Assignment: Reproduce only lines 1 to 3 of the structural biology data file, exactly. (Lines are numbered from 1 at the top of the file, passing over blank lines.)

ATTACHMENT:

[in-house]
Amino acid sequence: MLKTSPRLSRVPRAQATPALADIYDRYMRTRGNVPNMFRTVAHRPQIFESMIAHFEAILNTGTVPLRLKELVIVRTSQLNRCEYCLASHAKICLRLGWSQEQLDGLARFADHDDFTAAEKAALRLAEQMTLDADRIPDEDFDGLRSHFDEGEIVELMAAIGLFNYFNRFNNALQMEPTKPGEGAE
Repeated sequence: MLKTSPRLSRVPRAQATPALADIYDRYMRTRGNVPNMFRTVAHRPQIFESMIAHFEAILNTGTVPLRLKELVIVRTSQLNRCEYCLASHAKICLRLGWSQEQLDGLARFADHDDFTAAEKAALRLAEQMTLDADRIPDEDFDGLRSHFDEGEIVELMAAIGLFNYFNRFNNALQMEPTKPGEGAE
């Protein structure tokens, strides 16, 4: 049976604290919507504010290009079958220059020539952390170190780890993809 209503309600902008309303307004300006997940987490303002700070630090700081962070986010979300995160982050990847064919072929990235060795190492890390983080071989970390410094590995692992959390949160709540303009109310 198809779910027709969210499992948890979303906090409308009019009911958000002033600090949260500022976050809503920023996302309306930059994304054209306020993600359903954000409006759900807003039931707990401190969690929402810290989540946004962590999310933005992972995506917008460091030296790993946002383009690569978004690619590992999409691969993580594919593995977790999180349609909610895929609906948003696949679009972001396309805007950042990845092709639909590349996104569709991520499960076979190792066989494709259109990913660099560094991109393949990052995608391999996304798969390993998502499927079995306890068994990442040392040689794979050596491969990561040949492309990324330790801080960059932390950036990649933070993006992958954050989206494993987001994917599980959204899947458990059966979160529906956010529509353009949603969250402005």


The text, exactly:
[in-house]
Amino acid sequence: MLKTSPRLSRVPRAQATPALADIYDRYMRTRGNVPNMFRTVAHRPQIFESMIAHFEAILNTGTVPLRLKELVIVRTSQLNRCEYCLASHAKICLRLGWSQEQLDGLARFADHDDFTAAEKAALRLAEQMTLDADRIPDEDFDGLRSHFDEGEIVELMAAIGLFNYFNRFNNALQMEPTKPGEGAE
Repeated sequence: MLKTSPRLSRVPRAQATPALADIYDRYMRTRGNVPNMFRTVAHRPQIFESMIAHFEAILNTGTVPLRLKELVIVRTSQLNRCEYCLASHAKICLRLGWSQEQLDGLARFADHDDFTAAEKAALRLAEQMTLDADRIPDEDFDGLRSHFDEGEIVELMAAIGLFNYFNRFNNALQMEPTKPGEGAE